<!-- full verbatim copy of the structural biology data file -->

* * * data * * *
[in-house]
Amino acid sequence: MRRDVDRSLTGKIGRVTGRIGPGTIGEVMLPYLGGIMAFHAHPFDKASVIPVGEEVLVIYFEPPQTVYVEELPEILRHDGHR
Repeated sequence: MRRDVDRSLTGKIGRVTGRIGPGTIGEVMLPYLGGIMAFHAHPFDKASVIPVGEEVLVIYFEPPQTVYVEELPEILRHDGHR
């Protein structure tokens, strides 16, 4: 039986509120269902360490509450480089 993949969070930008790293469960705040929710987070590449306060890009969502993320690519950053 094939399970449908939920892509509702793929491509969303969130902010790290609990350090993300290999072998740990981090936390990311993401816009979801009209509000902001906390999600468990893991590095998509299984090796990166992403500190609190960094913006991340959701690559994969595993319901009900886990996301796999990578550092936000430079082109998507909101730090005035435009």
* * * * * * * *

[in-house]
Amino acid sequence: MRRDVDRSLTGKIGRVTGRIGPGTIGEVMLPYLGGIMAFHAHPFDKASVIPVGEEVLVIYFEPPQTVYVEELPEILRHDGHR
Repeated sequence: MRRDVDRSLTGKIGRVTGRIGPGTIGEVMLPYLGGIMAFHAHPFDKASVIPVGEEVLVIYFEPPQTVYVEELPEILRHDGHR
């Protein structure tokens, strides 16, 4: 039986509120269902360490509450480089 993949969070930008790293469960705040929710987070590449306060890009969502993320690519950053 094939399970449908939920892509509702793929491509969303969130902010790290609990350090993300290999072998740990981090936390990311993401816009979801009209509000902001906390999600468990893991590095998509299984090796990166992403500190609190960094913006991340959701690559994969595993319901009900886990996301796999990578550092936000430079082109998507909101730090005035435009």